Hurricane Irene: Insurance nightmare awaits homeowners

August 29, 2011: 12:40 PM ET

NEW YORK (CNNMoney) -- Now that Hurricane Irene has departed, many Americans are left to deal with the damage the storm left behind and whether or not their insurance company will help pick up the tab.

Between Wilmington N.C. and Boston, nearly 1.9 million residences and businesses were at risk of storm surge flooding, according to CoreLogic, the financial analytics company.

Hurricane Irene, however, dealt kindly with most of those at-risk homes. The real victims of the storm's ire turned out to be homes located near rivers and streams that overran their banks. Many of these properties were outside of designated flood zones and likely to lack flood insurance.

The bill from hurricane damage could total $7 billion, according to the Kinetic Analysis Corp., which estimates the impact of natural and man-made disasters on the economy. Less than half of that -- some $3 billion -- will be covered by insurance, the company said.

Mortgage lenders require homes that lie within designated flood zones to be covered by flood insurance. This low-cost coverage -- which runs as low as $129 a year -- is provided by the federal government and purchased through insurers like Allstate Insurance and Farmers Insurance Group.

But homes outside of flood zones often go uncovered, mainly because homeowners don't realize that their existing policies don't cover floods or because they don't feel their home are at risk.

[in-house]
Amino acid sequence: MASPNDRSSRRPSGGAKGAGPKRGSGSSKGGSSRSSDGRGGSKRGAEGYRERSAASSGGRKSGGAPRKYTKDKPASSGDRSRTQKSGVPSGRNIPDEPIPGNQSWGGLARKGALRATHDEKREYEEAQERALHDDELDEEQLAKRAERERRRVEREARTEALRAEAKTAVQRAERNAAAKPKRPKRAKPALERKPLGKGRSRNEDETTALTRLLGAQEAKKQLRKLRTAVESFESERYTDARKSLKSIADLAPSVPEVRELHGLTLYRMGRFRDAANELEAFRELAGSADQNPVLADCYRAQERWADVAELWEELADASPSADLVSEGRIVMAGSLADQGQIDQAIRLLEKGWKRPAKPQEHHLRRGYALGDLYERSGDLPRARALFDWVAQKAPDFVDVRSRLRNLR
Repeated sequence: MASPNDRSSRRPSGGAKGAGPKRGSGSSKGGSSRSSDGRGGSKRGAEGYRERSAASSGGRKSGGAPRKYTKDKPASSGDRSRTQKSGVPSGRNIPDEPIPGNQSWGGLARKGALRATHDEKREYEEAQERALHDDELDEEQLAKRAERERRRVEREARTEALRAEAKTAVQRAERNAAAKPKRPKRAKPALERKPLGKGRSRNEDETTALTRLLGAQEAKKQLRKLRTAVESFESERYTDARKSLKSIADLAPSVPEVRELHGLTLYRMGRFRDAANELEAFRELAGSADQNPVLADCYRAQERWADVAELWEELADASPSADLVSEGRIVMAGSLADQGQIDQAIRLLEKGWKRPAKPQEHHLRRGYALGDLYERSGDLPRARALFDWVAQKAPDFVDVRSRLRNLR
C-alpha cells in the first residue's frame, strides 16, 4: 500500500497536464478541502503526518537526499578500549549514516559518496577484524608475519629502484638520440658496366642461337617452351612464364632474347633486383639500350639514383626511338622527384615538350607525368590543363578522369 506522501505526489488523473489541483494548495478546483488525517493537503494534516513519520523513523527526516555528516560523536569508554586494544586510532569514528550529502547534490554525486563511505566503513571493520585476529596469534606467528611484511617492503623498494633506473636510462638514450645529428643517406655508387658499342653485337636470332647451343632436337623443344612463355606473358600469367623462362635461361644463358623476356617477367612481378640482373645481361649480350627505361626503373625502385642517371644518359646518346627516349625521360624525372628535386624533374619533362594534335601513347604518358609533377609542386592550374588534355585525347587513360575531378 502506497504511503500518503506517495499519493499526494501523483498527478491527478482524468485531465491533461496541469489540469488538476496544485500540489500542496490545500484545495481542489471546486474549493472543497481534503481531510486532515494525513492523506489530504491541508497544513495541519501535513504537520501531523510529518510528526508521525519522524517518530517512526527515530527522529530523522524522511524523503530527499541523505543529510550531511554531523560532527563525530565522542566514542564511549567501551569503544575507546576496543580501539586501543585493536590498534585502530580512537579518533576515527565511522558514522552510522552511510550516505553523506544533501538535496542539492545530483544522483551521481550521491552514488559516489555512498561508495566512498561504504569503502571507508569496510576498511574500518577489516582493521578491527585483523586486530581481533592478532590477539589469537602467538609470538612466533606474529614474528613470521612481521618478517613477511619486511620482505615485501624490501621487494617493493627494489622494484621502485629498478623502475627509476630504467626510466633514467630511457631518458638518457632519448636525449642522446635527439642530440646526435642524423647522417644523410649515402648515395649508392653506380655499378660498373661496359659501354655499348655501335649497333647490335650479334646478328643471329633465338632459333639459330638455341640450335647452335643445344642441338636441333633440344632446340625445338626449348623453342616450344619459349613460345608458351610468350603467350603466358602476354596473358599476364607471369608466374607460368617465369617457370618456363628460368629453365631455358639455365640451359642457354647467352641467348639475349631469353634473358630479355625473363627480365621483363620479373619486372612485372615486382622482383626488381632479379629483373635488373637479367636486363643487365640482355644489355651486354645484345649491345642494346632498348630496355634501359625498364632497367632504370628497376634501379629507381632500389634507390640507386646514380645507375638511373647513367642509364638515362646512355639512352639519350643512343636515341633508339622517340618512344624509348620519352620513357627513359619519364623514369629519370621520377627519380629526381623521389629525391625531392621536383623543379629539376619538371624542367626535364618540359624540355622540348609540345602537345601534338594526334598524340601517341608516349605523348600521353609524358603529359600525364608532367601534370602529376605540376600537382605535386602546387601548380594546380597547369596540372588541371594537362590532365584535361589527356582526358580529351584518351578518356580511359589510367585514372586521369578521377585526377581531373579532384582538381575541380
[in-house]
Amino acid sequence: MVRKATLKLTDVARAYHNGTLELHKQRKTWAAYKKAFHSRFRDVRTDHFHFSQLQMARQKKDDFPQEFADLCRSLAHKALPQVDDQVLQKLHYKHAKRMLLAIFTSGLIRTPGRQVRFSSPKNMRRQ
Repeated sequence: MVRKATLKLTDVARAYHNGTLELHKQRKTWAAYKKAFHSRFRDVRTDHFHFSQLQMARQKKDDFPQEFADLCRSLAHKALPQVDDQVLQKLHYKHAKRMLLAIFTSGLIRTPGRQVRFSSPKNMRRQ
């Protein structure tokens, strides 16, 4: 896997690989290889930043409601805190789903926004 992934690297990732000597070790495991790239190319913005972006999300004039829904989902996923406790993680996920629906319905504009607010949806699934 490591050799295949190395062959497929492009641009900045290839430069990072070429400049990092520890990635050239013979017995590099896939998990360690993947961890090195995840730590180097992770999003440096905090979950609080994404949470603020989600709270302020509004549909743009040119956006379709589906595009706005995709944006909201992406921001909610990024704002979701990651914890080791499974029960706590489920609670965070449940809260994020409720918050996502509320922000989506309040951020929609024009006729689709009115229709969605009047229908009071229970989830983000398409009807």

"Many Americans underestimate the risk of flood damage [from a hurricane]," said Michael Barry, a spokesman for the Insurance Information Institute.

According to Barry, only 20% of all U.S. homes are covered by flood insurance.

Insurers bracing for Hurricane Irene

Regular homeowner's insurance policies will pay for losses from wind, say if a roof blows off or a window comes crashing in, but they won't cover damage due to flooding, according to Barry.

To cover floods, homeowner's need to buy a separate flood insurance policy that covers damage specifically from flooding due to a storm surges, torrential rains or other acts of nature.

For those who don't have flood insurance, it usually takes 30 days for a policy to go into effect.

However, there are ways to help you expedite insurance claims should any wind or other property damage occur:

Preparing for a hurricane
  • Keep a record of your insurance policy numbers and the contact information for your insurance agent nearby.
  • Conduct an inventory of your valuables and other belongings. Walk through your home with a video recorder or camera and take pictures. It will prove helpful should you have to file a claim.
  • Place important documents, like bank account and insurance records, in a waterproof container, or better yet a safe.
  • Secure patio furniture and other loose objects. Garbage cans, umbrellas, toys, grills and other objects that can become missiles in high wind and damage siding, windows and doors.
  • Trim loose or dead branches from trees and shrubs. This is especially important if they're near power lines.
  • Protect windows. If you have storm shutters, close and secure them. Owners of homes in very vulnerable areas may want to cover windows with plywood or boards. Taping the windows won't save them, but may make clean-up easier if they do break.
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